If Google is unsure of your intent then it wants to cover as many options as possible when delivering your results. Now if i was to change this search to “make coffee” the results i am presented with are almost completely informational, including several wikis and how-to’s. If i change it again to “buy coffee” i would be presented with a set of results that are purely transactional, including two results from Amazon.
A recent article by www.searchmetrics.com states that “Amazon.co.uk is the site mostly likely to be seen in paid search ads on Google UK, as well as being the most visible online retail site in organic search results”. Searchmetrics study places Amazon at position 6 overall in the top 20 most visible sites in organic search on Google UK, beaten only by Twitter, IMDb, Facebook, BBC and Wikipedia. This could be though because something else has changed massively over the last year or so, not for the better, and that is the way that results for branded search terms are presented.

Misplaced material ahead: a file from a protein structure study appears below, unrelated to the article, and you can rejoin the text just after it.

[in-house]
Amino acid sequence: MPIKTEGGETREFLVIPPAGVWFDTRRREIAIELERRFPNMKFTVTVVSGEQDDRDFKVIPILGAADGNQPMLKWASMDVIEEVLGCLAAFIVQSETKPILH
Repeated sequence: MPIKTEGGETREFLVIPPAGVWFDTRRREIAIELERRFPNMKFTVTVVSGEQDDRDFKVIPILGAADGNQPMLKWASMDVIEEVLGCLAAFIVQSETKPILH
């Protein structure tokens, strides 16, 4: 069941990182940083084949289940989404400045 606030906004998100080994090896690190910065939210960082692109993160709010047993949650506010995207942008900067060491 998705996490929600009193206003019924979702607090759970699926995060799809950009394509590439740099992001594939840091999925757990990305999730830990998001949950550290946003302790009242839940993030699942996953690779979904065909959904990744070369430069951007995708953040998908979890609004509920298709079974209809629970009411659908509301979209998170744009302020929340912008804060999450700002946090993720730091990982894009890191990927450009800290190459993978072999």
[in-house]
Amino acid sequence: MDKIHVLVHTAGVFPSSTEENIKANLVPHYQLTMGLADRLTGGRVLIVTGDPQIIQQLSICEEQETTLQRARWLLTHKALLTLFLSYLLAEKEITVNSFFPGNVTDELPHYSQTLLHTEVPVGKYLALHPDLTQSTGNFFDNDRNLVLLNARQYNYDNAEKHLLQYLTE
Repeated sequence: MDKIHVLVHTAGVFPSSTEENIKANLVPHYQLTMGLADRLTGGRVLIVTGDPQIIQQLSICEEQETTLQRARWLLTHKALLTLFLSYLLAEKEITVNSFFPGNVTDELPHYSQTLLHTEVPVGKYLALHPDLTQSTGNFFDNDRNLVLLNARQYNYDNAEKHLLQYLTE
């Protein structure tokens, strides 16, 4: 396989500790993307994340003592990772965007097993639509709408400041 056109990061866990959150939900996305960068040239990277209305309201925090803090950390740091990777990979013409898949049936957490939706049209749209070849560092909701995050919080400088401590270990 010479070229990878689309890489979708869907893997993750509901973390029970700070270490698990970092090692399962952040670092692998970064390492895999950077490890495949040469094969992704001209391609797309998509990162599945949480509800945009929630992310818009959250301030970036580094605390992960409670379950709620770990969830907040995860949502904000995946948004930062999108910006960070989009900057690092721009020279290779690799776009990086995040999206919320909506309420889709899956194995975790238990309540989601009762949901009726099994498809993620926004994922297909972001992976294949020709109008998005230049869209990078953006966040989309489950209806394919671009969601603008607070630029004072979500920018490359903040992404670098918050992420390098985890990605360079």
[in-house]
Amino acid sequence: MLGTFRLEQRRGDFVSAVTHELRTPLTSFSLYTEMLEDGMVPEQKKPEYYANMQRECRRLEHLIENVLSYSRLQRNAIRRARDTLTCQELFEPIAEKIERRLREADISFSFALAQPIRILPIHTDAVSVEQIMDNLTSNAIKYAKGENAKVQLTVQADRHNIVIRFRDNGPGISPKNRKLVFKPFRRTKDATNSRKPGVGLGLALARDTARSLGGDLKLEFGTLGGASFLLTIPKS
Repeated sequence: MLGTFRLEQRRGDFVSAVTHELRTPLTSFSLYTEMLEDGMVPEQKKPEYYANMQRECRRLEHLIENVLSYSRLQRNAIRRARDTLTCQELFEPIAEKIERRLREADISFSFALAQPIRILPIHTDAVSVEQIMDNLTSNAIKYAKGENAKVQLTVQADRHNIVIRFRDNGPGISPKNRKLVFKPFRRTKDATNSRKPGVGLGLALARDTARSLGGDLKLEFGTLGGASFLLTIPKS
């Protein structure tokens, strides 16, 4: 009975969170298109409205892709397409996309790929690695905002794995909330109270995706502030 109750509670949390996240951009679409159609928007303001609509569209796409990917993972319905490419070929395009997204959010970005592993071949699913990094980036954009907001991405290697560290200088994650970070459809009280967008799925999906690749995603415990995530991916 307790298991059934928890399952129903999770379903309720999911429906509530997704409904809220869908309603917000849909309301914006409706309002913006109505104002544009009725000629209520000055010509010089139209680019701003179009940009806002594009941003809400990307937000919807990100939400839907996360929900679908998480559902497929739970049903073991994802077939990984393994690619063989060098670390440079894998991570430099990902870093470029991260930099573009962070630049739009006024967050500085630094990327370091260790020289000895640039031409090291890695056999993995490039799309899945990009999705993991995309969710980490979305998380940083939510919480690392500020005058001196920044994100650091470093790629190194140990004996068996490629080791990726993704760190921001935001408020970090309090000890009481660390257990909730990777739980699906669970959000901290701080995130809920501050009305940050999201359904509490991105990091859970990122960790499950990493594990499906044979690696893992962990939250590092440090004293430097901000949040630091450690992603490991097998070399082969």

In the last year there seems to have been a big shift in the way that some transactional search terms are presented to the user. The first is the way that transactional results appear to favour Amazon listings (and sometimes ebay). I can understand that providing a link to sites like Amazon and eBay is important. After all, these are the two of the biggest online shopping websites in the world, but both have their own onsite search bars so why are amazon product listings dominating so much of Googles search engine results pages?